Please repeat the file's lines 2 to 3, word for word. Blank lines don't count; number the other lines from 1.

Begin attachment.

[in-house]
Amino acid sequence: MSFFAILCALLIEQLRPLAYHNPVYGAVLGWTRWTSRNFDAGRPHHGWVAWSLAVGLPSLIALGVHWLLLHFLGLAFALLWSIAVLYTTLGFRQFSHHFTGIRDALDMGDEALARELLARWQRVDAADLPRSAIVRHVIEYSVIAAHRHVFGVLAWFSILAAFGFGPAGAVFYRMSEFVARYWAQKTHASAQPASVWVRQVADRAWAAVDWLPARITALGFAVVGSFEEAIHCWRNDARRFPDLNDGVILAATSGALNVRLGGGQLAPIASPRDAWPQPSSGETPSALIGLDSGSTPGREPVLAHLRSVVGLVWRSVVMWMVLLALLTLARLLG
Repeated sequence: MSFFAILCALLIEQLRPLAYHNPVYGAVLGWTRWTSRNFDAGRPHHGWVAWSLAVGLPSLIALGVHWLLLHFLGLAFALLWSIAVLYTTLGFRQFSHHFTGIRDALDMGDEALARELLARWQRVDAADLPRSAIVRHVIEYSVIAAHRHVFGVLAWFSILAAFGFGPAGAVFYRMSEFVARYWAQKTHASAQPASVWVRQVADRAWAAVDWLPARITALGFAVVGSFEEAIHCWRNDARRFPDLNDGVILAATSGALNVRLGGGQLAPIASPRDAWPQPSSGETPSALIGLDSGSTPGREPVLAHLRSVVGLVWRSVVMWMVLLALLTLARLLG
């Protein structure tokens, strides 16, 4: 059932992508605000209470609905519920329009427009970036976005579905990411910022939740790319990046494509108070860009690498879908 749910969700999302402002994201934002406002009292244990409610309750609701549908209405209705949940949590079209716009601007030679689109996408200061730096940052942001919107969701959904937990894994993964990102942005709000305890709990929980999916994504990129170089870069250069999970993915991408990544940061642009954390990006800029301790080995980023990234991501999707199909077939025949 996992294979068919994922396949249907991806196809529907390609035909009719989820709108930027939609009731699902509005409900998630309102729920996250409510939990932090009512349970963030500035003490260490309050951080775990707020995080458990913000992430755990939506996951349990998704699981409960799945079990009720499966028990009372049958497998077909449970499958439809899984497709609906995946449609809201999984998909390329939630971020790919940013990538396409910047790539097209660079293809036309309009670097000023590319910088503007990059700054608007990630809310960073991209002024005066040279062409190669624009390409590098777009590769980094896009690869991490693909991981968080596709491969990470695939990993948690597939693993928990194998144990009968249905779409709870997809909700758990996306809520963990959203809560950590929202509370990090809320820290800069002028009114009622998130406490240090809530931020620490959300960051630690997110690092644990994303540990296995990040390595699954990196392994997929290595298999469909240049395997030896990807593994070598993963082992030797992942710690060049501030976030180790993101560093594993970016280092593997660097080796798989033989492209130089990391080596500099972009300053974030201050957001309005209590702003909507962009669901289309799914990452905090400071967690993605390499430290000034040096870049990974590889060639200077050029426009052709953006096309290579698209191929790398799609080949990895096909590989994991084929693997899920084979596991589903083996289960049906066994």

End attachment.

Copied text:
Amino acid sequence: MSFFAILCALLIEQLRPLAYHNPVYGAVLGWTRWTSRNFDAGRPHHGWVAWSLAVGLPSLIALGVHWLLLHFLGLAFALLWSIAVLYTTLGFRQFSHHFTGIRDALDMGDEALARELLARWQRVDAADLPRSAIVRHVIEYSVIAAHRHVFGVLAWFSILAAFGFGPAGAVFYRMSEFVARYWAQKTHASAQPASVWVRQVADRAWAAVDWLPARITALGFAVVGSFEEAIHCWRNDARRFPDLNDGVILAATSGALNVRLGGGQLAPIASPRDAWPQPSSGETPSALIGLDSGSTPGREPVLAHLRSVVGLVWRSVVMWMVLLALLTLARLLG
Repeated sequence: MSFFAILCALLIEQLRPLAYHNPVYGAVLGWTRWTSRNFDAGRPHHGWVAWSLAVGLPSLIALGVHWLLLHFLGLAFALLWSIAVLYTTLGFRQFSHHFTGIRDALDMGDEALARELLARWQRVDAADLPRSAIVRHVIEYSVIAAHRHVFGVLAWFSILAAFGFGPAGAVFYRMSEFVARYWAQKTHASAQPASVWVRQVADRAWAAVDWLPARITALGFAVVGSFEEAIHCWRNDARRFPDLNDGVILAATSGALNVRLGGGQLAPIASPRDAWPQPSSGETPSALIGLDSGSTPGREPVLAHLRSVVGLVWRSVVMWMVLLALLTLARLLG